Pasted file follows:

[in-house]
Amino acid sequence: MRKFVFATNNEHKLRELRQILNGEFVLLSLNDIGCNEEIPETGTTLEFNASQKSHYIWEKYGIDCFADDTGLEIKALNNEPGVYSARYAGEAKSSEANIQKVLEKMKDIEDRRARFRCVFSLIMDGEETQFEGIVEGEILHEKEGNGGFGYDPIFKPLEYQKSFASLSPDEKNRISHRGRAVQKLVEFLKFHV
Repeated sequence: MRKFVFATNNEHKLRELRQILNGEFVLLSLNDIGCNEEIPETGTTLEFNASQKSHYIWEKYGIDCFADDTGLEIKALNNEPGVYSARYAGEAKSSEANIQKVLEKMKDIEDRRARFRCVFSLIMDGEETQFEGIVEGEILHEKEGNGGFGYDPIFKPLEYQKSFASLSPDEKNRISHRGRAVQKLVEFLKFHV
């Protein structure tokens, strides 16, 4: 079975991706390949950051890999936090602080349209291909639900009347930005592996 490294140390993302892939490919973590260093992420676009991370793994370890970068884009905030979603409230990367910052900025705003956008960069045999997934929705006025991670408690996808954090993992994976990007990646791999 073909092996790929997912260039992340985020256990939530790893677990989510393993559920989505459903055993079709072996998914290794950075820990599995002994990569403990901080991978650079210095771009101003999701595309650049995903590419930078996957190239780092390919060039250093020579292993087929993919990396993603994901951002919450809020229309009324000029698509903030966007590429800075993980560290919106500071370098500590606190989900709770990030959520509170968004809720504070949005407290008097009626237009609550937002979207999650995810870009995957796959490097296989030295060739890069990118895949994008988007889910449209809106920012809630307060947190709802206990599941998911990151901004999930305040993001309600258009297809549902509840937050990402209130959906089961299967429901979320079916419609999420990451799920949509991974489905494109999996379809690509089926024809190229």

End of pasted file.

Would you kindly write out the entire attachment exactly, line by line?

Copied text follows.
[in-house]
Amino acid sequence: MRKFVFATNNEHKLRELRQILNGEFVLLSLNDIGCNEEIPETGTTLEFNASQKSHYIWEKYGIDCFADDTGLEIKALNNEPGVYSARYAGEAKSSEANIQKVLEKMKDIEDRRARFRCVFSLIMDGEETQFEGIVEGEILHEKEGNGGFGYDPIFKPLEYQKSFASLSPDEKNRISHRGRAVQKLVEFLKFHV
Repeated sequence: MRKFVFATNNEHKLRELRQILNGEFVLLSLNDIGCNEEIPETGTTLEFNASQKSHYIWEKYGIDCFADDTGLEIKALNNEPGVYSARYAGEAKSSEANIQKVLEKMKDIEDRRARFRCVFSLIMDGEETQFEGIVEGEILHEKEGNGGFGYDPIFKPLEYQKSFASLSPDEKNRISHRGRAVQKLVEFLKFHV
């Protein structure tokens, strides 16, 4: 079975991706390949950051890999936090602080349209291909639900009347930005592996 490294140390993302892939490919973590260093992420676009991370793994370890970068884009905030979603409230990367910052900025705003956008960069045999997934929705006025991670408690996808954090993992994976990007990646791999 073909092996790929997912260039992340985020256990939530790893677990989510393993559920989505459903055993079709072996998914290794950075820990599995002994990569403990901080991978650079210095771009101003999701595309650049995903590419930078996957190239780092390919060039250093020579292993087929993919990396993603994901951002919450809020229309009324000029698509903030966007590429800075993980560290919106500071370098500590606190989900709770990030959520509170968004809720504070949005407290008097009626237009609550937002979207999650995810870009995957796959490097296989030295060739890069990118895949994008988007889910449209809106920012809630307060947190709802206990599941998911990151901004999930305040993001309600258009297809549902509840937050990402209130959906089961299967429901979320079916419609999420990451799920949509991974489905494109999996379809690509089926024809190229």